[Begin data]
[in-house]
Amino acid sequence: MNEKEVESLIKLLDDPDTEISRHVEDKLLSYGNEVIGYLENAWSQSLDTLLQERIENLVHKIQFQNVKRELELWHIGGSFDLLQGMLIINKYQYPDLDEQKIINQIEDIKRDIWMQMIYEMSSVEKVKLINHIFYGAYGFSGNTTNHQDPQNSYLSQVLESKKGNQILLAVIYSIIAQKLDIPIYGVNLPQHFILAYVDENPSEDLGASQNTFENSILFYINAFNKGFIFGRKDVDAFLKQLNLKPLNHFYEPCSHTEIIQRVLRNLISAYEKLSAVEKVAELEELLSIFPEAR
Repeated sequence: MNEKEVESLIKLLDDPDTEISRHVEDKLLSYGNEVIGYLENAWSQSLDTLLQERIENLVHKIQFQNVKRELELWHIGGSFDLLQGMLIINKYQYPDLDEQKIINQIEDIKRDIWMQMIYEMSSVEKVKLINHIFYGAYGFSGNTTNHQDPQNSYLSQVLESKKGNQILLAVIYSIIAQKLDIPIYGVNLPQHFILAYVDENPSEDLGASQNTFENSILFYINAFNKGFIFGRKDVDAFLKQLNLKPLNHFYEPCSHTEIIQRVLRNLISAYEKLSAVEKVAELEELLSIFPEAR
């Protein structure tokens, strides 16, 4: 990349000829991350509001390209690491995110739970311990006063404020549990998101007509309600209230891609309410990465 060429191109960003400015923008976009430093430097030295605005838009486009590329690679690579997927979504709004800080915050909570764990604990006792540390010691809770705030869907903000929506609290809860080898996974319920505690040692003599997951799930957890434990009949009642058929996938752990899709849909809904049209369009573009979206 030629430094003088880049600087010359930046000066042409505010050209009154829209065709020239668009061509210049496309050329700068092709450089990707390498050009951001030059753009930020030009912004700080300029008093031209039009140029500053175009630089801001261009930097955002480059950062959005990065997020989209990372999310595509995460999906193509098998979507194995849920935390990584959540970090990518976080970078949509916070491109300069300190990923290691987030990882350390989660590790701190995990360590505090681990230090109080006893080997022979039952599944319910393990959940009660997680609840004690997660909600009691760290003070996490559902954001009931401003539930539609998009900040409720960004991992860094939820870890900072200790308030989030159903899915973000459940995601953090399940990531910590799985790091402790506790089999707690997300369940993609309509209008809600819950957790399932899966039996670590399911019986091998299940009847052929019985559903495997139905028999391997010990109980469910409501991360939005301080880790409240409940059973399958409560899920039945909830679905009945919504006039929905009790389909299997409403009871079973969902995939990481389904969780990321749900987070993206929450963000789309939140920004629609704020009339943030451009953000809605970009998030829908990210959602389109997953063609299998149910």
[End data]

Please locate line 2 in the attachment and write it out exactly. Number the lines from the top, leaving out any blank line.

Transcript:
Amino acid sequence: MNEKEVESLIKLLDDPDTEISRHVEDKLLSYGNEVIGYLENAWSQSLDTLLQERIENLVHKIQFQNVKRELELWHIGGSFDLLQGMLIINKYQYPDLDEQKIINQIEDIKRDIWMQMIYEMSSVEKVKLINHIFYGAYGFSGNTTNHQDPQNSYLSQVLESKKGNQILLAVIYSIIAQKLDIPIYGVNLPQHFILAYVDENPSEDLGASQNTFENSILFYINAFNKGFIFGRKDVDAFLKQLNLKPLNHFYEPCSHTEIIQRVLRNLISAYEKLSAVEKVAELEELLSIFPEAR